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There is a vision for what should be and could be. Community schools. These are schools that draw families in. They include pre school education and after school care. They offer help to families in need and work together to give children the options best suited for them. They do not divide communities. They build communities where all children feel welcome.
This is a different mindset than the current school choice policy. School choice encourages parents to find schools like them. Communities splinter. Schools become more segregated, and students more isolated from the world in which they live. Students aren’t taught to be good citizens; they are taught, by example to seek advantage for themselves at the expense of everyone else. It’s all about competition. Or is it? See: Public Loss; Private Gain. How School Vouchers Undermine Public Education.
The wealthy pose as benefactors while they reap profits from double dipping tax benefits for their donations to privately run schools. (See May 18 New York Times). This does not make better schools. It makes opportunistic schools.
Our schools have shaped our democracy. They are splintering because our social fabric is splintering. There are those who mine that division for their own benefit. This does not have to happen. We can organize our communities around our schools. We can make our schools serve our needs. It is up to us.
Where do we start? Find out what a community school could be and should be. Read about it here. Look at schools in your community. Ask how they measure up. The Children’s Home Society has started some in Florida. Howard Bishop middle school in Gainesville has started in that direction.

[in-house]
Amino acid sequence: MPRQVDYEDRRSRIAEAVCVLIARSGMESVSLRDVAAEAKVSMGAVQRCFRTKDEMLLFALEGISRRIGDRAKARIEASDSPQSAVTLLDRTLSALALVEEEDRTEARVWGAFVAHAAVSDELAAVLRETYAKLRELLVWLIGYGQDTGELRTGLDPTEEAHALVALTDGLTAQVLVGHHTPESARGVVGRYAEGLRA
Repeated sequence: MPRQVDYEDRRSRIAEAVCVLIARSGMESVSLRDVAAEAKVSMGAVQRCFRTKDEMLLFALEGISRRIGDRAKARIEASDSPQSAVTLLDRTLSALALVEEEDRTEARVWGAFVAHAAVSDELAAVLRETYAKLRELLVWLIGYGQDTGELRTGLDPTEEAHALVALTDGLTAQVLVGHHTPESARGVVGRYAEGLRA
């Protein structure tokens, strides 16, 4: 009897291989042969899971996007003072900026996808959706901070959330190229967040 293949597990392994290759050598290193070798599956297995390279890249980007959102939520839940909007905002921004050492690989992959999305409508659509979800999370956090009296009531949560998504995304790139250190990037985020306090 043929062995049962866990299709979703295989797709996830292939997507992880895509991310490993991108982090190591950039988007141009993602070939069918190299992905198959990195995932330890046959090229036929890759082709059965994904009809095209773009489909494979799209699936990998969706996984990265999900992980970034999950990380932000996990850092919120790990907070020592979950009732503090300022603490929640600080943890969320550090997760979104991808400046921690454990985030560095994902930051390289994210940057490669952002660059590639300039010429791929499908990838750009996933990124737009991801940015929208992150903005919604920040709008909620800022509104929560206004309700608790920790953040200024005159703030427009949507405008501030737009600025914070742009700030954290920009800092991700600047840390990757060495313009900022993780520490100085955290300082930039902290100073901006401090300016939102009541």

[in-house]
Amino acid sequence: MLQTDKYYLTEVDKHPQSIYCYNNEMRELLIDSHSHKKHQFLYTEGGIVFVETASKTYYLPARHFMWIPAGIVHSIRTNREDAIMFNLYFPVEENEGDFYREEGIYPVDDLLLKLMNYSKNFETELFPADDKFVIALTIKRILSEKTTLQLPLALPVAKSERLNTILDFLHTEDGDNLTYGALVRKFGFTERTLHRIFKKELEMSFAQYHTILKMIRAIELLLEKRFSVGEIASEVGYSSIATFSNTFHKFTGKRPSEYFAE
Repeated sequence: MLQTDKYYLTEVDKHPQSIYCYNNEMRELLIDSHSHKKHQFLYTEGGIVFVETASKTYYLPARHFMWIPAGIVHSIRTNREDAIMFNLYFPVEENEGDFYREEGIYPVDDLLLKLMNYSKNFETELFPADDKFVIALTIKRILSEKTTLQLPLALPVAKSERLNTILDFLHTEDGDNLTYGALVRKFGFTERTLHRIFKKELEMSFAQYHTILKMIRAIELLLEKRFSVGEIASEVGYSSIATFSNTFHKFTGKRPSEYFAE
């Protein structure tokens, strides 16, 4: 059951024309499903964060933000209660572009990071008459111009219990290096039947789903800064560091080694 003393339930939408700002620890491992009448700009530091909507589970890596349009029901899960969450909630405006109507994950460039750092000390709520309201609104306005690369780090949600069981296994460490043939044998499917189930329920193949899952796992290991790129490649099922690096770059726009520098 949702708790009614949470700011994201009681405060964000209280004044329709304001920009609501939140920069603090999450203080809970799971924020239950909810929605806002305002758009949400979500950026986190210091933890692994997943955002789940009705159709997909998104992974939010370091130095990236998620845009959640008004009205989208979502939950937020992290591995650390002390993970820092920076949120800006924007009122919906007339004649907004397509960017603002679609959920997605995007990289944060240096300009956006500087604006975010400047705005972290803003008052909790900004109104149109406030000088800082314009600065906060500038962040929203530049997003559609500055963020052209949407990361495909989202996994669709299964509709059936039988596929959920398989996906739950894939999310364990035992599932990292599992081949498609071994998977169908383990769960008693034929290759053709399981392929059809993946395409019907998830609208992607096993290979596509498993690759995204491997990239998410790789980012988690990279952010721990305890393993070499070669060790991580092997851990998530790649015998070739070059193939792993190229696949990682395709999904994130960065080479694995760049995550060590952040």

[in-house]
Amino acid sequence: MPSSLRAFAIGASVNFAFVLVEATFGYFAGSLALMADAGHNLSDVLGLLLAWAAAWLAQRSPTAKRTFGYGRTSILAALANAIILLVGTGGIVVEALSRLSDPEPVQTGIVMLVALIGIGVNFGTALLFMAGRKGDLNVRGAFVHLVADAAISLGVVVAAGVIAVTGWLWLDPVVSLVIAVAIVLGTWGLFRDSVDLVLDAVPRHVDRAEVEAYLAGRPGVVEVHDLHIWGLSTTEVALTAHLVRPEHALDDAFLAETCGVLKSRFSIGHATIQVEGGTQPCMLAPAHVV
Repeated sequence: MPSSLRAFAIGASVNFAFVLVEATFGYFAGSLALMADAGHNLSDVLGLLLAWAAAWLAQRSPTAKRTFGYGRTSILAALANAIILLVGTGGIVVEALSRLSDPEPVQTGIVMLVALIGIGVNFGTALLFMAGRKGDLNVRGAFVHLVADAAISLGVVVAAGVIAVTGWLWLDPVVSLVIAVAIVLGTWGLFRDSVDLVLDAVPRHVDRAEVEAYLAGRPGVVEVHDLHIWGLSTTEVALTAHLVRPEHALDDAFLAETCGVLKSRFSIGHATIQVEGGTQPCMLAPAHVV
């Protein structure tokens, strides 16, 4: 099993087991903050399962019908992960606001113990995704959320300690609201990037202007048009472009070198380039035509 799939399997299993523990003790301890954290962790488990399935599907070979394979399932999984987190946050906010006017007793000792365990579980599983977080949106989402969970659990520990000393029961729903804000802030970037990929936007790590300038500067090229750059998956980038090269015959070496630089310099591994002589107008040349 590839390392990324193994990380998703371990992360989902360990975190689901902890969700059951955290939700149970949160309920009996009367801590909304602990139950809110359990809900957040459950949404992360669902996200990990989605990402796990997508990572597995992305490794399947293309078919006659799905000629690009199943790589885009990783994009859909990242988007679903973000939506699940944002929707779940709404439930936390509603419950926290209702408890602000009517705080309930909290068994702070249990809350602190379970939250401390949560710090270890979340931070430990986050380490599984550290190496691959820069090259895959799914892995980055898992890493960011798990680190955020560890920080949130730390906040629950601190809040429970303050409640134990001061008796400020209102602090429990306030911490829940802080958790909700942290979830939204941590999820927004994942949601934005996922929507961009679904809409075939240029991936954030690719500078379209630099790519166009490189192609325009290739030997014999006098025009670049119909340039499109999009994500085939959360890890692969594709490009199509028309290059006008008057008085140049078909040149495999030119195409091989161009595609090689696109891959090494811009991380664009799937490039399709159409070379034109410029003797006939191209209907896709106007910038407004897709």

If school choice is about competition, then let’s compete to provide the best and most inclusive educational system.
We knew this was coming, and next week it will be here. According to the Washington Post, the education budget for public schools will be cut by $10.6 billion dollars. The cuts include:
- Work study cut in half; student loan programs revised
- End of public service loan forgiveness
- Mental health, advanced course work and other services cut
- After school programs gone
- Teacher training and class size reduction gone
- Childcare for low income college students gone
- Arts education gone
- Gifted students gone
- Career and technical education cut
- and on and on
A significant change in Title I funding will impact low income public schools. The new Title I program would allow $1 billion to go to choice schools. Thus, low income public schools would receive even less support than they now have. Money saved goes into charter schools and vouchers for private, religious schools. Some funds go to increased choice for public schools. Is this a recipe for quality schools or a disaster?
As Senator Lamar Alexander’s spokesperson said, ‘The Congress passes budgets”. We elect congressmen and women. Let them know what you think.
In this NPR interview, the plight of parents who take vouchers is exposed. Parents explain their search and frustrating when choosing private schools; they lose their right to have their children served. If they are dissatisfied, their only recourse is to try a different school. When their child has a disability, there may be no school within reach that will accept the child. Attorney and League member Kimberley Spire-Oh provided the information leading to these interviews.
Some background on Florida public school support for students with exceptionalities provides perspective on the availability of support for these children whether in public or private schools.